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Archive for August, 2009

Teddy, Healthcare, and the Nature of Reform

Friday, August 28th, 2009

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by Brien Jackson

Well, I wasn’t going to write anything about Kennedy and healthcare and all that today, but this Yglesias post strikes me as pretty strongly on point:

There’s a tendency to get extremely wound up with optimism about the imminent dawn of sudden and radical change for the better, and then intensely bitter, cynical, and depressed when that fails to materialize. The reality, however, is that change is hard. That’s not an excuse for the people who stand in its way, it’s the reality. But if you respond to the difficulty of making things better by giving up or getting frustrated, then it only gets harder.Building a better country and a world is work—hard work—and it’s work that goes on. And on. And on.

We were having this argument in the forum the other day, and this is generally the side of the question I come down on. The American political system just doesn’t lend itself to comprehensive progressive reforms, and most of the things we regard as great progressive achievements have really been accomplished in multiple acts. Social Security seems to have become the cliched example, but that’s because it’s also a very good example. The original Social Security bill may have established the general framework of the current program, but substantively it wasn’t nearly the thing we know today, and was downright meager (and racist). But it was a significant improvement over the status quo, and was able to morph into a legitimately good program. Similarly, via Yglesias, Ed Kilgore makes the much needed point that, for as proud of them as progressives (rightly) are, Medicare and Medicaid were substantial compromises, at the time, from the goal of universal healthcare:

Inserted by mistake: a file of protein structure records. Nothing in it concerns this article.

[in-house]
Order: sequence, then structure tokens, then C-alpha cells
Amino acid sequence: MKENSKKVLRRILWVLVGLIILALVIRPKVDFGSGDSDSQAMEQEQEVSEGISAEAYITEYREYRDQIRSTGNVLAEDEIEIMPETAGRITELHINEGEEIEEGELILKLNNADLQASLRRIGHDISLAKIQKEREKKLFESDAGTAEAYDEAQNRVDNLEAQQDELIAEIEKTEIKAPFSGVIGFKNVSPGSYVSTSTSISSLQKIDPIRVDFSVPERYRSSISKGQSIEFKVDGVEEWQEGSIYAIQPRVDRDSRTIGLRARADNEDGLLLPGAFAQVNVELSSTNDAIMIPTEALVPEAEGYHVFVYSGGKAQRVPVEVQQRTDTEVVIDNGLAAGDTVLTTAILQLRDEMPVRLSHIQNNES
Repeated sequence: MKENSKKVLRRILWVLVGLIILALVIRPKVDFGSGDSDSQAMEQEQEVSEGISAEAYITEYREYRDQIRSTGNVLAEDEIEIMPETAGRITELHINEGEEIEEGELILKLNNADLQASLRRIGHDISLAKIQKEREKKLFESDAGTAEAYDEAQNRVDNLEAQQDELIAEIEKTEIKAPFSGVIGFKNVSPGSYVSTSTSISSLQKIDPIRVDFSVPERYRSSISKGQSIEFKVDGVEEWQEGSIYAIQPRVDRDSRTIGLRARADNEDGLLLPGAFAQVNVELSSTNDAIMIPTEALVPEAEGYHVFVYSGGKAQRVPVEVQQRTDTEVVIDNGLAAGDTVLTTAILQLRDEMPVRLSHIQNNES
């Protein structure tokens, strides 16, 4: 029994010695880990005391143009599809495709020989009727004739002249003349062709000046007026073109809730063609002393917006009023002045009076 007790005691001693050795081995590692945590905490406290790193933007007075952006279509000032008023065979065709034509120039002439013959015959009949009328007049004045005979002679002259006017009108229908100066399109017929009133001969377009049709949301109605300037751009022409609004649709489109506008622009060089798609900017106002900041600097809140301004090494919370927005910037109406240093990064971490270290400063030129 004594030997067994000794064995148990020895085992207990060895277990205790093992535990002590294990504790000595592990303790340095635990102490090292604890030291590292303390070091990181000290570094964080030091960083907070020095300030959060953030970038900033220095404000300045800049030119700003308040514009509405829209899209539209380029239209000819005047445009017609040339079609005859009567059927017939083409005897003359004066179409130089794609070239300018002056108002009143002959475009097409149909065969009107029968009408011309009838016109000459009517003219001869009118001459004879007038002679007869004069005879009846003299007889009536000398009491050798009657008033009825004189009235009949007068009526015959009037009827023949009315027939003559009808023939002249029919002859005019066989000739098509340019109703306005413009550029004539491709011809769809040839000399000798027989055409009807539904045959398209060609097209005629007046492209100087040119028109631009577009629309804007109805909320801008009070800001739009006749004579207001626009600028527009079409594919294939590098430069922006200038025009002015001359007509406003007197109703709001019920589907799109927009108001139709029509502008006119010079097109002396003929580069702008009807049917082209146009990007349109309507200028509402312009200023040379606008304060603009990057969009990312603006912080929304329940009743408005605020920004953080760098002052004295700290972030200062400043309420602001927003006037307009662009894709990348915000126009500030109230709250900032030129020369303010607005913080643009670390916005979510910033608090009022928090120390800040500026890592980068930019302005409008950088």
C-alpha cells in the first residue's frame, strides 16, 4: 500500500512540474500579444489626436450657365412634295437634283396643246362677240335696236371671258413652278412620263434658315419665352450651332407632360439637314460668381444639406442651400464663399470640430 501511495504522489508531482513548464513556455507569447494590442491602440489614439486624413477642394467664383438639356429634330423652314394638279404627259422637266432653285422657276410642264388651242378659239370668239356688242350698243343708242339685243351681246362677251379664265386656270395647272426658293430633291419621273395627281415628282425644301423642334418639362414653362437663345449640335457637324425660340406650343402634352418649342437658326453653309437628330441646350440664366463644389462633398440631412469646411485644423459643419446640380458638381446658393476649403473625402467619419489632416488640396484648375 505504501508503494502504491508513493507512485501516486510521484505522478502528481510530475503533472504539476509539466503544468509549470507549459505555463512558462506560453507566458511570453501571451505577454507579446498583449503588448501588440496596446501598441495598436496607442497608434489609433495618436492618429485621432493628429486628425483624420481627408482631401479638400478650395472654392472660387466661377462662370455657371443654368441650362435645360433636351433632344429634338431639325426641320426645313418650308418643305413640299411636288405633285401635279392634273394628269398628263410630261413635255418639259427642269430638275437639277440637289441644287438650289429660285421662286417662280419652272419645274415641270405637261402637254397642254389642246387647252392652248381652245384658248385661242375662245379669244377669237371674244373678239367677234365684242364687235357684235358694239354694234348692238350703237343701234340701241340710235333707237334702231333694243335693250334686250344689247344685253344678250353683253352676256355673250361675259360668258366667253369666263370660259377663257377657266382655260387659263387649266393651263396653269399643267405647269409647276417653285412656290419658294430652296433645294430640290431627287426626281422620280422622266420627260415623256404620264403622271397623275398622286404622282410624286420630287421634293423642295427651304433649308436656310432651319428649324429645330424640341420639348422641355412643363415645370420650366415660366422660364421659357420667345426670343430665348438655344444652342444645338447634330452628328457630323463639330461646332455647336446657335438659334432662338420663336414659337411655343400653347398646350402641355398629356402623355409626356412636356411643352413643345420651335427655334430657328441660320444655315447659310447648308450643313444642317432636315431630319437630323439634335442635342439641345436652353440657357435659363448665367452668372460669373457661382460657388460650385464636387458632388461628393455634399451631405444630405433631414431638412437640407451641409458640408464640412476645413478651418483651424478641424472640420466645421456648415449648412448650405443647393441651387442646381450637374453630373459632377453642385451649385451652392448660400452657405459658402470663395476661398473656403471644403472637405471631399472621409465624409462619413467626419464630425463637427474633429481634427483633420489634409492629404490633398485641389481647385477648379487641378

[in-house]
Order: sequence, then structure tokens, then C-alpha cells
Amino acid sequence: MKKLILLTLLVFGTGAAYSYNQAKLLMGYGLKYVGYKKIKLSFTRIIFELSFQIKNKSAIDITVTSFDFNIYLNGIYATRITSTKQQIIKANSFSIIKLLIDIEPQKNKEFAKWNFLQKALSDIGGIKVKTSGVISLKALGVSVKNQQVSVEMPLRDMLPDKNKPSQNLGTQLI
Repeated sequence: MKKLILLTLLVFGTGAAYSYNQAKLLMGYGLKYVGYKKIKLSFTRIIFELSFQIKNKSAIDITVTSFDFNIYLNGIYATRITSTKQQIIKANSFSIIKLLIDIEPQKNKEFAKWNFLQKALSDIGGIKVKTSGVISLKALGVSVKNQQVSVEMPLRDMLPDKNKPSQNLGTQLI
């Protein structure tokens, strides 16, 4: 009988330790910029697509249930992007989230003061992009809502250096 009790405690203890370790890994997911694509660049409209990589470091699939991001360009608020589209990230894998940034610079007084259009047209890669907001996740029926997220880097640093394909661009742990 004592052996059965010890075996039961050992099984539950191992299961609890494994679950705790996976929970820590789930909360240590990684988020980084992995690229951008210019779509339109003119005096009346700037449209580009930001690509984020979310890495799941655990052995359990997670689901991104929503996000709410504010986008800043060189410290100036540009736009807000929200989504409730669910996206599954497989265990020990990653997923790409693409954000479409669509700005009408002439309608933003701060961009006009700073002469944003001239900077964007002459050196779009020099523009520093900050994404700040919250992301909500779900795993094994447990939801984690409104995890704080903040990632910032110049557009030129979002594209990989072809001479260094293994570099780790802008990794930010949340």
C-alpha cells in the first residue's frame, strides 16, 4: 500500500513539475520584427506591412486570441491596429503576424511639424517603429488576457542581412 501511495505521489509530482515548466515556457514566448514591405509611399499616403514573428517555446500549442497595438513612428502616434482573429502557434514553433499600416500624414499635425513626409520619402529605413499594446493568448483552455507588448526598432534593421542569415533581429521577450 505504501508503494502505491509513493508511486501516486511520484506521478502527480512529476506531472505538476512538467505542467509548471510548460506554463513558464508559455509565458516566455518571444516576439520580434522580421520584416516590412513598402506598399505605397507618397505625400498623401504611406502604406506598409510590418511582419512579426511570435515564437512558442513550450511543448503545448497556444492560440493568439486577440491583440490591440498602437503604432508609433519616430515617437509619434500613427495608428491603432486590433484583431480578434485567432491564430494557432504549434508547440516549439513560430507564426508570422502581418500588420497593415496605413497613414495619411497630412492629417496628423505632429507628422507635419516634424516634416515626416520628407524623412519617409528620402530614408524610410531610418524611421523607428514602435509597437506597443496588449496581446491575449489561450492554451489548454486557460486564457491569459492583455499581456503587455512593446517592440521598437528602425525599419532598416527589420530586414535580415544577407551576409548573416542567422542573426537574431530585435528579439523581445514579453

As for Medicare and Medicaid, the idea that LBJ came up with a bold set of proposals and ram-rodded them through Congress is wrong by all sorts of measurements. It’s important to understand that however important these health care entitlements became, they were at the time clearly major compromises from the progressive commitment, first articulated by Harry Truman, to enact national health insurance. Medicare, obviously, was offered only to retirees, not all Americans–a distinction that is cherished as a matter of principle by those Medicare beneficiaries who today oppose universal health coverage. Medicaid was even more of a compromise, eschewing national health coverage for a crazy quilt system in which the states would largely determine eligibility and benefit levels, with coverage generally limited to low-income families with children.

I really could go on at length about The Myth of LBJ, but that’s best left for another time. Instead I’ll just say that Kilgore is right, especially about Medicaid, which was a very big compromise from the universal healthcare goal, and also point out that neither Medicare nor Medicaid has really helped us move towards universality in the past half century. But that doesn’t make them bad programs. Indeed, they’ve been very good programs. And, again, progressives are quite rightly very proud of them.

This works with something that, to me, is the great paradox of Ted Kennedy’s legacy. He was simultaneously the Liberal Lion and also arguably the great negotiator of this era. To progressives, he was the great champion of liberalism. To John McCain, he was a guy who knew when and how to make concessions. And yet, both of these visions were accurate. Because one thing Kennedy always understood was the notion of taking what you could get, and always seeking to move the ball forward. Kennedy was instrumental in constructing and implementing SCHIP. But SCHIP wasn’t universal healthcare. What it was was an improvement over the status quo, and attainable. And nobody questions the progressive bona fides of Ted Kennedy, or anyone else, for not refusing to support SCHIP because it didn’t achieve universal coverage or establish a single-payer plan.